Yours, Mine and Ours (1968 film)
From The Art and Popular Culture Encyclopedia
Yours, Mine and Ours is a 1968 film, directed by Melville Shavelson and starring Henry Fonda, Lucille Ball and Van Johnson. Before its release, it had three other working titles: The Beardsley Story, Full House, and His, Hers, and Theirs.
It was based loosely on the story of Frank and Helen Beardsley, although Desilu Productions bought the rights to the story long before Helen's autobiographical book Who Gets the Drumstick? was released to bookstores. Screenwriters Madelyn Pugh and Bob Carroll took the opportunity to write in several classic I Love Lucy-style stunts that in most cases have no basis in the actual lives of the Beardsley family, before Melville Shavelson and Mort Lachman took over primary writing duties. Nevertheless, it enjoyed great commercial success, and even the Beardsleys themselves appreciated it, though Frank Beardsley would definitely say that the version of the Beardsley story in the film was not exactly true.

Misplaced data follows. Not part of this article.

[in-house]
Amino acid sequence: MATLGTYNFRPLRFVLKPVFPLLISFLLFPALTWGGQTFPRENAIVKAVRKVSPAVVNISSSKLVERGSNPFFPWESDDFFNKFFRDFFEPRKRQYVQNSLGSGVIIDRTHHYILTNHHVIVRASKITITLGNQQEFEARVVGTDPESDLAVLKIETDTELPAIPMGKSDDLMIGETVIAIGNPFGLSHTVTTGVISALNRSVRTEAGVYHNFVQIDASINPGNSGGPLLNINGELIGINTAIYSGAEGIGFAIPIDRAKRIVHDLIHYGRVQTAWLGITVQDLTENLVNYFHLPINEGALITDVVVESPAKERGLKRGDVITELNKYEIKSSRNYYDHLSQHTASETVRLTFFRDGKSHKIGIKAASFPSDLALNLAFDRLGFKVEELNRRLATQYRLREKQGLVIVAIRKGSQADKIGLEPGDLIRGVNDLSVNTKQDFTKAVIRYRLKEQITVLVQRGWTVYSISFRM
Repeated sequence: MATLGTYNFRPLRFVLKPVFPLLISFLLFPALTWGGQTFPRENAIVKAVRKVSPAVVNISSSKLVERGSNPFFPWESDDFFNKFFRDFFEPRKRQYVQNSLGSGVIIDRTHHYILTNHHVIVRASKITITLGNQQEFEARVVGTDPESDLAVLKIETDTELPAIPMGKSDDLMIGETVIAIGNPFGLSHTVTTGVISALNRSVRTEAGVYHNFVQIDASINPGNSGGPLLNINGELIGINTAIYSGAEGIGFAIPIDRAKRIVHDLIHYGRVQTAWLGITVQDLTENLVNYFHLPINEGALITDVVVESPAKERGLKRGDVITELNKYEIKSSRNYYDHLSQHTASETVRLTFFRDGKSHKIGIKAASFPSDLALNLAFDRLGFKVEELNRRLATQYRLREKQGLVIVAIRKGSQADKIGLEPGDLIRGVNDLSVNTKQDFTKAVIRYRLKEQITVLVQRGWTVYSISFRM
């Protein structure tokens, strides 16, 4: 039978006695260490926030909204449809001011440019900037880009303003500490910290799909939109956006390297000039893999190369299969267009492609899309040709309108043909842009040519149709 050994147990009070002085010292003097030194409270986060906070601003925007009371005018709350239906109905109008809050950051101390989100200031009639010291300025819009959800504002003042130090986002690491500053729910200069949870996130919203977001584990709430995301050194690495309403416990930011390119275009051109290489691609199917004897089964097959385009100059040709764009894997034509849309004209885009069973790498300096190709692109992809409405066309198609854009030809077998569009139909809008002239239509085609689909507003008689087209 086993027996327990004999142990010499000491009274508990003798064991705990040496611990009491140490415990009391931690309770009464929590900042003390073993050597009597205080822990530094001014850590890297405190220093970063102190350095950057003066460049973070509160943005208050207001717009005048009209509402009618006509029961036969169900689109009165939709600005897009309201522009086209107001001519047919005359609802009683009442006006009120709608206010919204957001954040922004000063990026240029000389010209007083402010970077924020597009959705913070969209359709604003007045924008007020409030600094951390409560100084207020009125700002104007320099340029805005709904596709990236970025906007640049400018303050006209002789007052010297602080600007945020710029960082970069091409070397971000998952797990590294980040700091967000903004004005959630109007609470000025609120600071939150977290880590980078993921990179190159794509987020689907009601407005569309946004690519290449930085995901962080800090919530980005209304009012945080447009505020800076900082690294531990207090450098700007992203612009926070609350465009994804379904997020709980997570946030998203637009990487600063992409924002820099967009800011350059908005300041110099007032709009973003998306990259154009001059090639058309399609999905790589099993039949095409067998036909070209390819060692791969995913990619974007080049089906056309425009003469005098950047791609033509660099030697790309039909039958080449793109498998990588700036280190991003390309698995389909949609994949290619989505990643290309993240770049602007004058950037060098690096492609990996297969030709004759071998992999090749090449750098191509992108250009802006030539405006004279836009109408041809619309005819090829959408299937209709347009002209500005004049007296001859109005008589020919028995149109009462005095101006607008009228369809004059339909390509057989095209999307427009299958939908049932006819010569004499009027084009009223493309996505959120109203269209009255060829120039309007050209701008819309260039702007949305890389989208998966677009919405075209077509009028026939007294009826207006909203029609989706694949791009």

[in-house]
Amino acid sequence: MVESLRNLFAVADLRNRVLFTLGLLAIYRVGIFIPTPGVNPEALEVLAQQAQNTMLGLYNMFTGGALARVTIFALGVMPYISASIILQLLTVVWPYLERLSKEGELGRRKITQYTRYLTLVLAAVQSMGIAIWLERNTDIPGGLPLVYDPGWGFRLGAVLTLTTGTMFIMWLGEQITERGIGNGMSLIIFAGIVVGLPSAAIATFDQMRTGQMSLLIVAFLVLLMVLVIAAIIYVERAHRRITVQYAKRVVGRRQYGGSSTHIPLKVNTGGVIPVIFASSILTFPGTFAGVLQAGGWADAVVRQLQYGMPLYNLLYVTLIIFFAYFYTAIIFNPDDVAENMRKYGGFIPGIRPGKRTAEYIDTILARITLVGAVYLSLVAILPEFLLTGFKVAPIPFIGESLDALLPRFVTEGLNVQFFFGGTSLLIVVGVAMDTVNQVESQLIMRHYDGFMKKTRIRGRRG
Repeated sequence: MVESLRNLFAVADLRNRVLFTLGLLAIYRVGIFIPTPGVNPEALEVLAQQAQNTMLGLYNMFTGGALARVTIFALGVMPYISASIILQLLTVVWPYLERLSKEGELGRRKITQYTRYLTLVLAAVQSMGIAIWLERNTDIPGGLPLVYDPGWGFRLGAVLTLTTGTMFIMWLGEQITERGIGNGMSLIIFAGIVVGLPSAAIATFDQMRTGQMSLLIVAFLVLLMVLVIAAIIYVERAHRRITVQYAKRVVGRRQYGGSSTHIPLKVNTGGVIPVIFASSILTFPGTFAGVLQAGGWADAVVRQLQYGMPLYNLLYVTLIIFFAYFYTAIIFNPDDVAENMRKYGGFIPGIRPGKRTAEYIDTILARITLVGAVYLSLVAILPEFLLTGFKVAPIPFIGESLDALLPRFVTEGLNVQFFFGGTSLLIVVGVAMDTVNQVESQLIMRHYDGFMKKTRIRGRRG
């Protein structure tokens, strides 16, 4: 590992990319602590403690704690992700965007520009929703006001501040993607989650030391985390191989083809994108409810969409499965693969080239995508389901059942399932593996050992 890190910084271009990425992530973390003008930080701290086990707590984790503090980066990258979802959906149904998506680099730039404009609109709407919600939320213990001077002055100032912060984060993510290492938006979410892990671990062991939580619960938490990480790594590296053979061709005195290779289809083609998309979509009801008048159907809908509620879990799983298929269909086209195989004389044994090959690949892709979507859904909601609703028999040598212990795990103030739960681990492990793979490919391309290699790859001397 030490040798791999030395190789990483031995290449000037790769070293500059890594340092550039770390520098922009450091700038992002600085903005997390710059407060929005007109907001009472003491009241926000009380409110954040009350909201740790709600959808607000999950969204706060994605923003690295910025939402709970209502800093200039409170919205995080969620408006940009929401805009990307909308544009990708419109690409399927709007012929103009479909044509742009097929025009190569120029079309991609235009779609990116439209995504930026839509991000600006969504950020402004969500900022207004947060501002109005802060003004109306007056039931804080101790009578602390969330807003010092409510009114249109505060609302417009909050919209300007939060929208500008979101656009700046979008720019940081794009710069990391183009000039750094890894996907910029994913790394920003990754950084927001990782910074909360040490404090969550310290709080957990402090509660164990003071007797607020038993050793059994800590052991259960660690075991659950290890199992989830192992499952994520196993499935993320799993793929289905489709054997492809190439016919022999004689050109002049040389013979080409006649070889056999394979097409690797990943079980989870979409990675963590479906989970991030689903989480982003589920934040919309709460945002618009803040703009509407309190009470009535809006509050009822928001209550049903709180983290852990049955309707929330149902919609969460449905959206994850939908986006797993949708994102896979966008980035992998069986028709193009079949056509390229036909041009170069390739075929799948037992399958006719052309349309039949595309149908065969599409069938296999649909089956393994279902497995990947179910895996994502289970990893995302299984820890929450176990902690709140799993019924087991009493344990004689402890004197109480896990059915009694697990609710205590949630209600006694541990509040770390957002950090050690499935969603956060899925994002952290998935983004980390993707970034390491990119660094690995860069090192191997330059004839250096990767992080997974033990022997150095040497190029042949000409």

In the 1968 version of Yours, Mine, and Ours, Henry Fonda's character, Frank Beardsley, refers to "Fanny Hill" when giving some fatherly advice to his stepdaughter. Her boyfriend is pressuring her for sex and Frank says boys tried the same thing when he was her age. When she tries to tell him that things are different now he observes, "I don't know, they wrote 'Fanny Hill' in 1742 [sic] and they haven't found anything new since."